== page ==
• Patheos (www.patheos.com) claims to be “hosting the conversation on faith.”  It’s a sprawling, rowdy web site with something to engage and enrage everyone. There are diamonds in the dust, though, and about once a week I find something particularly thought-provoking.
  • National Review Online (www.nationalreview.com) is my favorite site for news and commentary, because that’s where I can get Jay Nordlinger & Jonah Goldberg & Kathryn Lopez all in one place.

Three things I can celebrate now that the 2012 campaign is over:

  • Family dinners. I now could honestly sit at my dinner table with a bowl of corn flakes and love it as long as it’s with my family.
  • Reading the paper. I mean real made-from-trees paper. I get plenty of my news online, but with the campaign’s time crunches, that was my only way to stay current. The Saturday after the election, I sat at my kitchen table with the Union Leader and the weekend Wall Street Journal and spent an unhurried hour reading them. What a splendid luxury.
  • Going to Mass at my home parish, since I’m no longer in a different town every weekend.
  • And all of the above must be qualified with “…until next time.”

The Mandate Gets Attention From an Unexpected Source

The Mandate Gets Attention From an Unexpected Source

Leaven has never before linked to Politico, of all news sites, but it recently posted this interesting article about the Patient “Protection” and “Affordable” Care Act. Obamacare’s attack on religious liberty via the HHS mandate deserves this scrutiny. The lawsuits against the mandate are mounting in spite of the Supreme Court’s astounding decision upholding PPACA. 

“Women’s health vs. free exercise of religion” is a ridiculous section heading, but Politico’s editors are hardly the only people who consider opposition to the mandate to be an attack on women’s health. Even so, their overview of the lawsuits challenging the mandate is going to bring the debate to people who haven’t considered both sides until now. I give high marks to that effort.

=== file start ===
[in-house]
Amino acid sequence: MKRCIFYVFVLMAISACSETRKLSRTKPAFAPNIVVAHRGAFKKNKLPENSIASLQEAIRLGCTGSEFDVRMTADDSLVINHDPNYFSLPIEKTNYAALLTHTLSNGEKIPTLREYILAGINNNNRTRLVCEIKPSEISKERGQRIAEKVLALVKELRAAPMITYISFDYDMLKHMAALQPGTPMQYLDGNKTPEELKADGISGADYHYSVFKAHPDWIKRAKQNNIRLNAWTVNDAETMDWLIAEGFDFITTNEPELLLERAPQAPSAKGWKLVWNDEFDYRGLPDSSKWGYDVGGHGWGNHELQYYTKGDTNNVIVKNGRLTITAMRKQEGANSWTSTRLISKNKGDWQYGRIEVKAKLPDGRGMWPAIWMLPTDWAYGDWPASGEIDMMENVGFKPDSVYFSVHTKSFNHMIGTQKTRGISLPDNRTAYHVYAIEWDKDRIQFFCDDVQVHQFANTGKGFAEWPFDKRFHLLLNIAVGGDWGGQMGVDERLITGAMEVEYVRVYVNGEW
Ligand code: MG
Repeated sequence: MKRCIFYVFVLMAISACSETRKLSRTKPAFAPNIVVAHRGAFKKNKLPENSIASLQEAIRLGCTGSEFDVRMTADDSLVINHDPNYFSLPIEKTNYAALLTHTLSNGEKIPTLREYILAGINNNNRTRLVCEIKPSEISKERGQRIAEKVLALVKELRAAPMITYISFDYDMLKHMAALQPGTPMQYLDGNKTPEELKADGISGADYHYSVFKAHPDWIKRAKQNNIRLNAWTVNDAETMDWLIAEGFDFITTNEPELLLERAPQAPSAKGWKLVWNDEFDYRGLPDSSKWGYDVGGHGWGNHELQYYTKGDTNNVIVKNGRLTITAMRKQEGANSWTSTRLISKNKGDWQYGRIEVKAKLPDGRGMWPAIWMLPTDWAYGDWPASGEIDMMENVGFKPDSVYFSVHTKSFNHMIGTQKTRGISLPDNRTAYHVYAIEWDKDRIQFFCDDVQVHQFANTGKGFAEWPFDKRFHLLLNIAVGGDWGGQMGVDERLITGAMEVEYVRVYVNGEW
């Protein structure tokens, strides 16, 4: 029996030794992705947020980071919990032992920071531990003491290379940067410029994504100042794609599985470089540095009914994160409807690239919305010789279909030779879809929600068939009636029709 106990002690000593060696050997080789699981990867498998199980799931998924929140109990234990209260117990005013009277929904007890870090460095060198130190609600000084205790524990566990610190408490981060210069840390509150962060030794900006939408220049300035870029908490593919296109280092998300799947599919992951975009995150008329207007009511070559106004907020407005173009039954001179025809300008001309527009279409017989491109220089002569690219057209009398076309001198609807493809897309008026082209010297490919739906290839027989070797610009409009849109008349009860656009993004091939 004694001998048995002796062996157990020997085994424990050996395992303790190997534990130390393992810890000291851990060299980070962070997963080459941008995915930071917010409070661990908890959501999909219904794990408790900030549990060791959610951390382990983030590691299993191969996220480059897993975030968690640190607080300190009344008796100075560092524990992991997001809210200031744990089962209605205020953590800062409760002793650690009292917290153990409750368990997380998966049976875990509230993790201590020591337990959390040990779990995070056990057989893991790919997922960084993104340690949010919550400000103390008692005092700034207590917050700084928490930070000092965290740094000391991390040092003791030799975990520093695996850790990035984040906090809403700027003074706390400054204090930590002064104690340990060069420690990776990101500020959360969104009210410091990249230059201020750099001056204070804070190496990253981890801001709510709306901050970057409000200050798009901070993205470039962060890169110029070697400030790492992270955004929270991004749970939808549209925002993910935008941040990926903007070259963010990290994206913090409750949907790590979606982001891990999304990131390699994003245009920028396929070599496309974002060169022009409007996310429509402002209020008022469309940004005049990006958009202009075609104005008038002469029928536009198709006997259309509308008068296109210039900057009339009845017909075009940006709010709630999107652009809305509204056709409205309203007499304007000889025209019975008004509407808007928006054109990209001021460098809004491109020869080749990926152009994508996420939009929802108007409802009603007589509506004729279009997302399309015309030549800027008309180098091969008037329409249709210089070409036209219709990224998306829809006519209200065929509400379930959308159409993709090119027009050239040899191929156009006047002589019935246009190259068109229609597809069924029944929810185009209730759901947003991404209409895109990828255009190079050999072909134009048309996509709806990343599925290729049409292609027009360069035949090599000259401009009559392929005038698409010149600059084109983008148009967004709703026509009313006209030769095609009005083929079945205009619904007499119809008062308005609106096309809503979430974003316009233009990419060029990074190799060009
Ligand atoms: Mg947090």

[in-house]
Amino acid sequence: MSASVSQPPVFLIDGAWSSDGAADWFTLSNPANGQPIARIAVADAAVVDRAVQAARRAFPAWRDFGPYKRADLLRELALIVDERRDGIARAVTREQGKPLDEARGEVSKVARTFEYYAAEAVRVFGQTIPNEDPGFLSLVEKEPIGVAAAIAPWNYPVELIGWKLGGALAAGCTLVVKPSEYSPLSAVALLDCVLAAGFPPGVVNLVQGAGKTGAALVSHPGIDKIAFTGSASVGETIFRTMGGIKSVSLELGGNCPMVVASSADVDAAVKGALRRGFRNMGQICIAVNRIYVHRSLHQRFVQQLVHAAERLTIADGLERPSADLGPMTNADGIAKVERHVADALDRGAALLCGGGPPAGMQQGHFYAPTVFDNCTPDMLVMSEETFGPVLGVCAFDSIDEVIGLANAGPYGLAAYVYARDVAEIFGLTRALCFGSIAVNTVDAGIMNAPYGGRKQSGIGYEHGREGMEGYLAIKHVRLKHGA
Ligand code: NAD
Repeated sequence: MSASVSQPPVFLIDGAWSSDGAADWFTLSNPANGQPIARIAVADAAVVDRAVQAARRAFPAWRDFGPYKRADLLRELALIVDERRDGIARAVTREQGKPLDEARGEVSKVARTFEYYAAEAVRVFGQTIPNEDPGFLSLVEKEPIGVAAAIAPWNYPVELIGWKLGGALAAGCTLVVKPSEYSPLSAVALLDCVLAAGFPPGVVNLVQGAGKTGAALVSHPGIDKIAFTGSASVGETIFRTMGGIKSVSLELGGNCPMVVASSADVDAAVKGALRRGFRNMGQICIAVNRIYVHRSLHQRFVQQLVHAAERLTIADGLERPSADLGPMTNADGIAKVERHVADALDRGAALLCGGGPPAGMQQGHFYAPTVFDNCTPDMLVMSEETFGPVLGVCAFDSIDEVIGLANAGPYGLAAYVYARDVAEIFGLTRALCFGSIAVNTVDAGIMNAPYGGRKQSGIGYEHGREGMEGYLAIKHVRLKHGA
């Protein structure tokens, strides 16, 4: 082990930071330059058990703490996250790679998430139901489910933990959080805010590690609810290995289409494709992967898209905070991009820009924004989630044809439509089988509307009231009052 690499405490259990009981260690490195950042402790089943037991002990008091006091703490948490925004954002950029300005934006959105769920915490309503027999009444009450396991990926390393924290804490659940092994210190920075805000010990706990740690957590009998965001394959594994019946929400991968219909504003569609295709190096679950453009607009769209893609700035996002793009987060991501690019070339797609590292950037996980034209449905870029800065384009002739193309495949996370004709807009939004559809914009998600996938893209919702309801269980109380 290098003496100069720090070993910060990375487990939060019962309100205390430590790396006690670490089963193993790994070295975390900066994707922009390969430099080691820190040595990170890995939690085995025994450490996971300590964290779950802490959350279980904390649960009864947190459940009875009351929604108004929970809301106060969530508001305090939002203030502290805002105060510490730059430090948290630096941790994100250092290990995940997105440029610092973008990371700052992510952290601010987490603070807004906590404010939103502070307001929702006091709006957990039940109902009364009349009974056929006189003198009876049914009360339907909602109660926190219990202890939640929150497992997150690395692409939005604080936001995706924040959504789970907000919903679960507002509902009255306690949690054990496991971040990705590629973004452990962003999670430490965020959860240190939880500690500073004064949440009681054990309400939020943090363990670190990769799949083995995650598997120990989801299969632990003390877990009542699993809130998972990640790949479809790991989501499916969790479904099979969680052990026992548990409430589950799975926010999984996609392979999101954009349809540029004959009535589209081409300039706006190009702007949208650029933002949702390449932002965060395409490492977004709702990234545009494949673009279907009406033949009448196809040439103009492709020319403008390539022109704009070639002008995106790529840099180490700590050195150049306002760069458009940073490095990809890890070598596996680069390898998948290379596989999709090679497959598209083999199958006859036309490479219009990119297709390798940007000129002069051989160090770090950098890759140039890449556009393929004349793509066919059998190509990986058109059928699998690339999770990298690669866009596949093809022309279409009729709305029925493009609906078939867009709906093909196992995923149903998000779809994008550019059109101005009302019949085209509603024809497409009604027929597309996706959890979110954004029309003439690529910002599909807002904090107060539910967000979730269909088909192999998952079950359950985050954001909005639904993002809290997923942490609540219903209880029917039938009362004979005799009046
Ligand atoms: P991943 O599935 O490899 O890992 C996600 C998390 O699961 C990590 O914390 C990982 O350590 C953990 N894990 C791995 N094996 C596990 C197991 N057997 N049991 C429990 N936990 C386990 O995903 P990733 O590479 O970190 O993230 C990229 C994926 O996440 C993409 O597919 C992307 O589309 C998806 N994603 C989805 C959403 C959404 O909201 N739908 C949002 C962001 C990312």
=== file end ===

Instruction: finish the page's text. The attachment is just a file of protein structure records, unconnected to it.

To DC in January for Roe+40

Roe v. Wade turns 40 in eight short weeks. I just got my ticket for a quick trip down to Washington for the March for Life on January 25. The March is an annual event, but it’s been many years since I was able to go. The expense is a factor. The White House is still occupied by a Roe supporter, though, and he needs to see that Roe isn’t settled, even after four decades, no matter what he hears from advisors or donors or even Sen. McCain.

I went to the March in 1993, the 20-year anniversary, on a day when newly-inaugurated President Clinton was featured on the morning news shows signing executive orders rolling back pro-life policies. By noon that day, I was marching with tens of thousands of people, including an astonishing number of high school and college students whose presence lifted my spirits sky-high.

The March will do more than serve notice to President Obama that we’re watching. It’ll give thousands of people a chance to be renewed and encouraged in their defense of life. It might even show Republicans a thing or two.

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Abby Johnson posted an update today about And Then There Were None, her ministry to abortion workers who want to leave the industry. See my earlier post here.  Johnson reports that business is brisk for ATTWN, and resources are too limited. This is a ministry worth supporting.

ATTWN’s update includes a report about a judge telling one abortion-industry refugee to “get over it” when she told him she would not return to abortion work, no matter how lucrative. Thanks to ATTWN’s supporters, she is getting over it – just not in the way the judge anticipated.